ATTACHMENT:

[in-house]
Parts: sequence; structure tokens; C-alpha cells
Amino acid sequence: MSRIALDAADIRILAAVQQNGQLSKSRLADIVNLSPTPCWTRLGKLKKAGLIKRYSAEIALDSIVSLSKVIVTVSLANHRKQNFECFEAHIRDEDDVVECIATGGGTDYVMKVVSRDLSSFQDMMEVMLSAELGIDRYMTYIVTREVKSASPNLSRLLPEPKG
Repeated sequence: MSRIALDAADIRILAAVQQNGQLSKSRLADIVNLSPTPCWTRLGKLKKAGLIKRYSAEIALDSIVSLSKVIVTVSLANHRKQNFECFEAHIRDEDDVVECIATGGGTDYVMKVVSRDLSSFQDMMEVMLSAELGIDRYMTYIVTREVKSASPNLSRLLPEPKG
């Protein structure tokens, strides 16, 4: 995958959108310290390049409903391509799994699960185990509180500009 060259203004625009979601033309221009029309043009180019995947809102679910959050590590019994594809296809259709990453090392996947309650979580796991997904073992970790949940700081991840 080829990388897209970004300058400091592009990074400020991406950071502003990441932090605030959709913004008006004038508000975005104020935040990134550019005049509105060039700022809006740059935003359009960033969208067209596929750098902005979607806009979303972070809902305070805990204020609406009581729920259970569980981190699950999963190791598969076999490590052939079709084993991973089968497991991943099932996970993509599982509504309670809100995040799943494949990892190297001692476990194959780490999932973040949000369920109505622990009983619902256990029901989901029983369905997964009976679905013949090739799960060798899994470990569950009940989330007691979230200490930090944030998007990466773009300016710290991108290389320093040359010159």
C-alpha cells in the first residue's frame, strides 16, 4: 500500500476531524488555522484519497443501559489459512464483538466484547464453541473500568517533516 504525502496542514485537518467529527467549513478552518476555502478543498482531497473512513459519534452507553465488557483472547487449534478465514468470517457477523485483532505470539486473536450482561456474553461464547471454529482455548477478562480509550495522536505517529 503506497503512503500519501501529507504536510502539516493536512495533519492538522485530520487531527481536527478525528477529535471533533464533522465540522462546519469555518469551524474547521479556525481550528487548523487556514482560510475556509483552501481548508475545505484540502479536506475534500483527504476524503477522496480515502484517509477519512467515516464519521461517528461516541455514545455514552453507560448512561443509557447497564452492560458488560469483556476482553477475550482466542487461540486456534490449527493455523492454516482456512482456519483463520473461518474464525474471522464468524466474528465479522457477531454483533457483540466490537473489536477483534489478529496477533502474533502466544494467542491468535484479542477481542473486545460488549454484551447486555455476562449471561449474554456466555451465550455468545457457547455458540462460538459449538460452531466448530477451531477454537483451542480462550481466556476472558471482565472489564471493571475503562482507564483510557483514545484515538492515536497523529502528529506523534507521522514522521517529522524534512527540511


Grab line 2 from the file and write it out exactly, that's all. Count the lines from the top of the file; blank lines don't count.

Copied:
Parts: sequence; structure tokens; C-alpha cells